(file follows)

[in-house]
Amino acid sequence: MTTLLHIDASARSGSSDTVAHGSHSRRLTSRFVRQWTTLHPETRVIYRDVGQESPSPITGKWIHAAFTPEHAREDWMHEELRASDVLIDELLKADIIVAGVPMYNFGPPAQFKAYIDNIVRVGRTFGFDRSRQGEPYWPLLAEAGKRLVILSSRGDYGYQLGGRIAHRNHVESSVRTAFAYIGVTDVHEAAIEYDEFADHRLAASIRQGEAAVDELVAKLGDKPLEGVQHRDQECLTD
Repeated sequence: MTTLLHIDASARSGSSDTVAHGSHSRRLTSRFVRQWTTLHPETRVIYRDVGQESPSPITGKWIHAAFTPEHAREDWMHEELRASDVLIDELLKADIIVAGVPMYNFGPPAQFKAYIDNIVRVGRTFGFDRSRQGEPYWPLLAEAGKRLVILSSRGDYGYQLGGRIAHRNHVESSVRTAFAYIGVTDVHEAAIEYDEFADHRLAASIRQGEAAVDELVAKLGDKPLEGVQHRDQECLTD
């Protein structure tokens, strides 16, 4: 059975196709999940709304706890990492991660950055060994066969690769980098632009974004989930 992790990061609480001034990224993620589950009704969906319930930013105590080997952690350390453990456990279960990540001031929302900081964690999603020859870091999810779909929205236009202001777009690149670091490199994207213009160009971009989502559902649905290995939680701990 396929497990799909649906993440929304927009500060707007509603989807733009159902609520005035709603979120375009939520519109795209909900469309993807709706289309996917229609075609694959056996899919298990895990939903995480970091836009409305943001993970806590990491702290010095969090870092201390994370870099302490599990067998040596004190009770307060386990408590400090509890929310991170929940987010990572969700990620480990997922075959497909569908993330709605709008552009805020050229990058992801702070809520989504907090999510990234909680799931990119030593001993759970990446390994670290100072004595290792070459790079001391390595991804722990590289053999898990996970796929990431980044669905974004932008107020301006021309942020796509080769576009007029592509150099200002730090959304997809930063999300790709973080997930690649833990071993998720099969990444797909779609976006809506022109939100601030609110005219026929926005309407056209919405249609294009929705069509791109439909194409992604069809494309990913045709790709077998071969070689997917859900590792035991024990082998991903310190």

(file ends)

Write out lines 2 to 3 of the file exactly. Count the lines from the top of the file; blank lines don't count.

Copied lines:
Amino acid sequence: MTTLLHIDASARSGSSDTVAHGSHSRRLTSRFVRQWTTLHPETRVIYRDVGQESPSPITGKWIHAAFTPEHAREDWMHEELRASDVLIDELLKADIIVAGVPMYNFGPPAQFKAYIDNIVRVGRTFGFDRSRQGEPYWPLLAEAGKRLVILSSRGDYGYQLGGRIAHRNHVESSVRTAFAYIGVTDVHEAAIEYDEFADHRLAASIRQGEAAVDELVAKLGDKPLEGVQHRDQECLTD
Repeated sequence: MTTLLHIDASARSGSSDTVAHGSHSRRLTSRFVRQWTTLHPETRVIYRDVGQESPSPITGKWIHAAFTPEHAREDWMHEELRASDVLIDELLKADIIVAGVPMYNFGPPAQFKAYIDNIVRVGRTFGFDRSRQGEPYWPLLAEAGKRLVILSSRGDYGYQLGGRIAHRNHVESSVRTAFAYIGVTDVHEAAIEYDEFADHRLAASIRQGEAAVDELVAKLGDKPLEGVQHRDQECLTD